Plantar fasciitis is one of the most common causes of heel pain. The plantar fascia is a ligament that connects your heel to the front of your foot. When this ligament becomes inflamed, plantar fasciitis is the result. If you have plantar fasciitis you will have a stabbing pain that usually occurs with your first steps in the morning. As the day progresses and you walk around more, this pain will start to disappear, but it will return after long periods of standing or sitting.

What Causes Plantar Fasciitis?

  • Excessive running
  • Having high arches in your feet
  • Other foot issues such as flat feet
  • Pregnancy (due to the sudden weight gain)
  • Being on your feet very often

There are some risk factors that may make you more likely to develop plantar fasciitis compared to others. The condition most commonly affects adults between the ages of 40 and 60. It also tends to affect people who are obese because the extra pounds result in extra stress being placed on the plantar fascia.

Prevention

  • Take good care of your feet – Wear shoes that have good arch support and heel cushioning.
  • Maintain a healthy weight
  • If you are a runner, alternate running with other sports that won’t cause heel pain

There are a variety of treatment options available for plantar fasciitis along with the pain that accompanies it. Additionally, physical therapy is a very important component in the treatment process. It is important that you meet with your podiatrist to determine which treatment option is best for you.

If you have any questions, please feel free to contact our office located in Garner and Kenansville, NC . We offer the newest diagnostic and treatment technologies for all your foot care needs.

 

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Tuesday, 10 May 2022 00:00

It is common for diabetic patients to have poor circulation in their feet. This is often the result of elevated blood sugar levels. Neuropathy can accompany this. It can be difficult to feel cuts and wounds on the feet, and the blood vessels can diminish in size. There are several methods to help poor circulation in the feet. These can consist of getting regular foot examinations, monitoring glucose levels, and wearing diabetic socks. Research has indicated that performing specific exercises may improve circulation in the feet. Some exercises can include cardiovascular activity such as walking or biking for five days per week. Additionally, it is important to keep blood pressure at a normal level and refrain from walking barefoot. Foods that are rich in vitamin C may help to naturally thin the blood, and it may help to incorporate foods that are rich in fiber into your daily food plan. If your feet are affected by poor circulation, it is strongly suggested that you confer with a podiatrist who can help you to manage this condition.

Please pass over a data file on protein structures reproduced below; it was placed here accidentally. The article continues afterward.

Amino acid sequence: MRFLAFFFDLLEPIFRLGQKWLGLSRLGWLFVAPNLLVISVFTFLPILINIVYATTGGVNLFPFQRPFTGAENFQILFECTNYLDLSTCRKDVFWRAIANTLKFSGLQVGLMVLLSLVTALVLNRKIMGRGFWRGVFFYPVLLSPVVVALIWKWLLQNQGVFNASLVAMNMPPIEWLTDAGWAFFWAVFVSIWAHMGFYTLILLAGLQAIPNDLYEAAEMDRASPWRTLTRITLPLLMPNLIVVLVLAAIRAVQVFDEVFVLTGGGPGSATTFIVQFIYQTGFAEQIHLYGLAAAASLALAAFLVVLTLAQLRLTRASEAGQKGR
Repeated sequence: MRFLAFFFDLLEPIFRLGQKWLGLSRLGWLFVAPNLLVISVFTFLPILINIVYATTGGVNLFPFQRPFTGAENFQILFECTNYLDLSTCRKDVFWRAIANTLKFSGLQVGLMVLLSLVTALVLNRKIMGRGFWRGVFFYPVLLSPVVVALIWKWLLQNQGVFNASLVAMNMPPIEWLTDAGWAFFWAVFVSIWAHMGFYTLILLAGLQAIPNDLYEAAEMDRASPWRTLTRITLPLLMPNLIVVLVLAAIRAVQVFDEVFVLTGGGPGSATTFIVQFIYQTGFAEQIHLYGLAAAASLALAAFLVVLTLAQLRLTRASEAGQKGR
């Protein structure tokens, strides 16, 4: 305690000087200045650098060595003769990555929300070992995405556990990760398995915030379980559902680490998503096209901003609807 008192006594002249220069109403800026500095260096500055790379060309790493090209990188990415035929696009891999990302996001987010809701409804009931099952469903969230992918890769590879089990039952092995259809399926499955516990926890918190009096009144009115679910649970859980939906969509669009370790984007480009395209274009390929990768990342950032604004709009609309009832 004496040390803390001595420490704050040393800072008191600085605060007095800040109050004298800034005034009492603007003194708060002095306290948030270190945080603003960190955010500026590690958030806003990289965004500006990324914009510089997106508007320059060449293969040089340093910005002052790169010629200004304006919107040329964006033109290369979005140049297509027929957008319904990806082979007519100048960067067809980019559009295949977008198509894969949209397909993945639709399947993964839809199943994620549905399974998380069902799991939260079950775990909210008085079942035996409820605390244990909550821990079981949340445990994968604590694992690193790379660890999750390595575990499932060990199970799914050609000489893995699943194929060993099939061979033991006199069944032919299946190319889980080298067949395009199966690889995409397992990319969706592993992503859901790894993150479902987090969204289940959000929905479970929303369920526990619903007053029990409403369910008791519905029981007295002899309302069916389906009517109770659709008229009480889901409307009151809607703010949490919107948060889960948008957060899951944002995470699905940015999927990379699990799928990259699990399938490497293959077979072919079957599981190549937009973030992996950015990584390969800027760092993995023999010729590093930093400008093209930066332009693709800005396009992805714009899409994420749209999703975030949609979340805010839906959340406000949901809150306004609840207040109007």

Poor circulation is a serious condition and needs immediate medical attention. If you have any concerns with poor circulation in your feet contact Chukwuma Ukata, DPM of Advanced Carolina Foot and Ankle Center. Our doctor will treat your foot and ankle needs.

Poor Circulation in the Feet

Poor blood circulation in the feet and legs is can be caused by peripheral artery disease (PAD), which is the result of a buildup of plaque in the arteries.

Plaque buildup or atherosclerosis results from excess calcium and cholesterol in the bloodstream. This can restrict the amount of blood which can flow through the arteries. Poor blood circulation in the feet and legs are sometimes caused by inflammation in the blood vessels, known as vasculitis.

Causes

Lack of oxygen and oxygen from poor blood circulation restricts muscle growth and development. It can also cause:

  • Muscle pain, stiffness, or weakness   
  • Numbness or cramping in the legs 
  • Skin discoloration
  • Slower nail & hair growth
  • Erectile dysfunction

Those who have diabetes or smoke are at greatest risk for poor circulation, as are those who are over 50. If you have poor circulation in the feet and legs it may be caused by PAD and is important to make changes to your lifestyle in order to reduce risk of getting a heart attack or stroke. Exercise and maintaining a healthy lifestyle will dramatically improve conditions.

As always, see a podiatrist as he or she will assist in finding a regimen that suits you. A podiatrist can also prescribe you any needed medication. 

If you have any questions please feel free to contact our office located in Garner and Kenansville, NC . We offer the newest diagnostic and treatment technologies for all your foot and ankle needs.

Read more about Causes, Symptoms, and Treatment of Poor Blood Circulation in the Feet